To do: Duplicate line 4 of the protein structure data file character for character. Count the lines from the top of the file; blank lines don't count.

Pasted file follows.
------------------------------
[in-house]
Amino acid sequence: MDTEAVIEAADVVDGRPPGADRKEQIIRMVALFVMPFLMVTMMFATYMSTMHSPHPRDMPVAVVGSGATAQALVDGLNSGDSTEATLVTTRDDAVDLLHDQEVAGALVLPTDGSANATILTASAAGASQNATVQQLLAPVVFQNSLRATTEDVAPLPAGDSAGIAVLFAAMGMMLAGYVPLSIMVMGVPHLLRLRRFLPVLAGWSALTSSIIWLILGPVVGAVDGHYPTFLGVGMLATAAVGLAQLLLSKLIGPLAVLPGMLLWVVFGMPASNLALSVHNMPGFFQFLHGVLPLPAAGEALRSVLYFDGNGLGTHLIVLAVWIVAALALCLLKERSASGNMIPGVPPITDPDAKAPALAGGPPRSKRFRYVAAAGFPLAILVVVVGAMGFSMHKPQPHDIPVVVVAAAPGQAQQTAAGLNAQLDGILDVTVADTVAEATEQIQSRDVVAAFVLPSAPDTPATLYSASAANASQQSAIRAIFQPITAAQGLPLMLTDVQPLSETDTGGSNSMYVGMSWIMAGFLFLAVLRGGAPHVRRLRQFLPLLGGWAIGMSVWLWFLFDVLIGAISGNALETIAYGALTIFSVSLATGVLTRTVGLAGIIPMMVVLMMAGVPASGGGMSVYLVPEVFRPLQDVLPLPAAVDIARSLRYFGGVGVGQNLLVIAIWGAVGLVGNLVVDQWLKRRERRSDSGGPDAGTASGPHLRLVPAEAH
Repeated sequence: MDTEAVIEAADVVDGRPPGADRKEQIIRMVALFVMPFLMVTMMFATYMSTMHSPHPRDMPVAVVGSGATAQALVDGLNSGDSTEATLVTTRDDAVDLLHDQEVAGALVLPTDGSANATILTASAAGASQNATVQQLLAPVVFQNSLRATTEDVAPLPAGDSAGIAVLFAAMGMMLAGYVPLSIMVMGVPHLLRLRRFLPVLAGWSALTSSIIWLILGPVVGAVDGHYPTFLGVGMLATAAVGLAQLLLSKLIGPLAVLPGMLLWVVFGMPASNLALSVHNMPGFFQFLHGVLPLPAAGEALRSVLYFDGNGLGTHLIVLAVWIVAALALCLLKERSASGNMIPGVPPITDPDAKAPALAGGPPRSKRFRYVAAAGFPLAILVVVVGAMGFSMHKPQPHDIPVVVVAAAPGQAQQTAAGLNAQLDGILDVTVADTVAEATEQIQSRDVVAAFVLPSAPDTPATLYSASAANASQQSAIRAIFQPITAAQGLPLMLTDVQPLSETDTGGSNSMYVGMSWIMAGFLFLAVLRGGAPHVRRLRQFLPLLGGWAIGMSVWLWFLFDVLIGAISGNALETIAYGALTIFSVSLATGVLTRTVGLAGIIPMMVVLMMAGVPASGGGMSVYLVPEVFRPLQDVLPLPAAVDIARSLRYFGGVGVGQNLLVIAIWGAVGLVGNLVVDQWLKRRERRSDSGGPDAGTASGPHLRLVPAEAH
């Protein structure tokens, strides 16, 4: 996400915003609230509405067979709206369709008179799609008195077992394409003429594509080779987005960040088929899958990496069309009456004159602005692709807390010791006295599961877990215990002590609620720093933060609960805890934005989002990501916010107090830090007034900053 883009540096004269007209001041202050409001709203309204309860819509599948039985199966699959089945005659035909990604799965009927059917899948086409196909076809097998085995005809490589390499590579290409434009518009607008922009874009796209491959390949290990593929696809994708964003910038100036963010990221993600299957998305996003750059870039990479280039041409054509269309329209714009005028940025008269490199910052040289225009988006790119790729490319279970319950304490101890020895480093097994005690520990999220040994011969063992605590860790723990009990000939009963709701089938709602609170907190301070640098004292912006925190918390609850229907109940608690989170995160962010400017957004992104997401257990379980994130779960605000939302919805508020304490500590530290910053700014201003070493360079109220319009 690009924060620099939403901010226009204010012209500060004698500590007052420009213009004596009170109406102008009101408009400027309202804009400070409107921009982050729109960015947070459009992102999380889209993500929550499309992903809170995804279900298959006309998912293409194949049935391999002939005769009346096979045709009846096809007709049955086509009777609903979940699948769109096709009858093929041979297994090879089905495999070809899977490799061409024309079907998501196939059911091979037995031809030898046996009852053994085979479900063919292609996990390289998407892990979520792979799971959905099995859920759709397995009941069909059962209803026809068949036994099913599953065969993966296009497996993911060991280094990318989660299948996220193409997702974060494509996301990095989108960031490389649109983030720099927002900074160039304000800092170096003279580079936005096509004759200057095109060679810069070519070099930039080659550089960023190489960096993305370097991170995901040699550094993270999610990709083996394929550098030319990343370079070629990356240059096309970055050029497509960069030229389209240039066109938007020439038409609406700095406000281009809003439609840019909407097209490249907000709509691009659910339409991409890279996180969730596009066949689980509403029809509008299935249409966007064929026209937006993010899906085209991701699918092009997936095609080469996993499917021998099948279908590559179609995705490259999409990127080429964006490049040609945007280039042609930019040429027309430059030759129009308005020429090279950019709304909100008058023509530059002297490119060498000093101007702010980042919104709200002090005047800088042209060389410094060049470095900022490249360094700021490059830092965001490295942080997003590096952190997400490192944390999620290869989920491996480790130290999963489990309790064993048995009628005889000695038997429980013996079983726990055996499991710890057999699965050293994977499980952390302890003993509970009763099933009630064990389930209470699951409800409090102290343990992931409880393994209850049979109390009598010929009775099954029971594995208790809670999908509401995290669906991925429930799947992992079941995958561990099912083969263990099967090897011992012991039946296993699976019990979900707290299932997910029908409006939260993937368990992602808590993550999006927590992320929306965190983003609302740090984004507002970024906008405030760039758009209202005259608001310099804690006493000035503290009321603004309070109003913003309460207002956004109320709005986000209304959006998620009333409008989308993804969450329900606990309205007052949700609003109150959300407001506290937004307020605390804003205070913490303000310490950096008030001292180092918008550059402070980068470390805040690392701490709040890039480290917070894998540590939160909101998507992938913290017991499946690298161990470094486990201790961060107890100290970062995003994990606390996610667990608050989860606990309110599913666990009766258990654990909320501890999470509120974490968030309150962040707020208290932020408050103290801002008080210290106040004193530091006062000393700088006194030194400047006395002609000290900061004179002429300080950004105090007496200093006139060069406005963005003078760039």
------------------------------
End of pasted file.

């Protein structure tokens, strides 16, 4: 996400915003609230509405067979709206369709008179799609008195077992394409003429594509080779987005960040088929899958990496069309009456004159602005692709807390010791006295599961877990215990002590609620720093933060609960805890934005989002990501916010107090830090007034900053 883009540096004269007209001041202050409001709203309204309860819509599948039985199966699959089945005659035909990604799965009927059917899948086409196909076809097998085995005809490589390499590579290409434009518009607008922009874009796209491959390949290990593929696809994708964003910038100036963010990221993600299957998305996003750059870039990479280039041409054509269309329209714009005028940025008269490199910052040289225009988006790119790729490319279970319950304490101890020895480093097994005690520990999220040994011969063992605590860790723990009990000939009963709701089938709602609170907190301070640098004292912006925190918390609850229907109940608690989170995160962010400017957004992104997401257990379980994130779960605000939302919805508020304490500590530290910053700014201003070493360079109220319009 690009924060620099939403901010226009204010012209500060004698500590007052420009213009004596009170109406102008009101408009400027309202804009400070409107921009982050729109960015947070459009992102999380889209993500929550499309992903809170995804279900298959006309998912293409194949049935391999002939005769009346096979045709009846096809007709049955086509009777609903979940699948769109096709009858093929041979297994090879089905495999070809899977490799061409024309079907998501196939059911091979037995031809030898046996009852053994085979479900063919292609996990390289998407892990979520792979799971959905099995859920759709397995009941069909059962209803026809068949036994099913599953065969993966296009497996993911060991280094990318989660299948996220193409997702974060494509996301990095989108960031490389649109983030720099927002900074160039304000800092170096003279580079936005096509004759200057095109060679810069070519070099930039080659550089960023190489960096993305370097991170995901040699550094993270999610990709083996394929550098030319990343370079070629990356240059096309970055050029497509960069030229389209240039066109938007020439038409609406700095406000281009809003439609840019909407097209490249907000709509691009659910339409991409890279996180969730596009066949689980509403029809509008299935249409966007064929026209937006993010899906085209991701699918092009997936095609080469996993499917021998099948279908590559179609995705490259999409990127080429964006490049040609945007280039042609930019040429027309430059030759129009308005020429090279950019709304909100008058023509530059002297490119060498000093101007702010980042919104709200002090005047800088042209060389410094060049470095900022490249360094700021490059830092965001490295942080997003590096952190997400490192944390999620290869989920491996480790130290999963489990309790064993048995009628005889000695038997429980013996079983726990055996499991710890057999699965050293994977499980952390302890003993509970009763099933009630064990389930209470699951409800409090102290343990992931409880393994209850049979109390009598010929009775099954029971594995208790809670999908509401995290669906991925429930799947992992079941995958561990099912083969263990099967090897011992012991039946296993699976019990979900707290299932997910029908409006939260993937368990992602808590993550999006927590992320929306965190983003609302740090984004507002970024906008405030760039758009209202005259608001310099804690006493000035503290009321603004309070109003913003309460207002956004109320709005986000209304959006998620009333409008989308993804969450329900606990309205007052949700609003109150959300407001506290937004307020605390804003205070913490303000310490950096008030001292180092918008550059402070980068470390805040690392701490709040890039480290917070894998540590939160909101998507992938913290017991499946690298161990470094486990201790961060107890100290970062995003994990606390996610667990608050989860606990309110599913666990009766258990654990909320501890999470509120974490968030309150962040707020208290932020408050103290801002008080210290106040004193530091006062000393700088006194030194400047006395002609000290900061004179002429300080950004105090007496200093006139060069406005963005003078760039």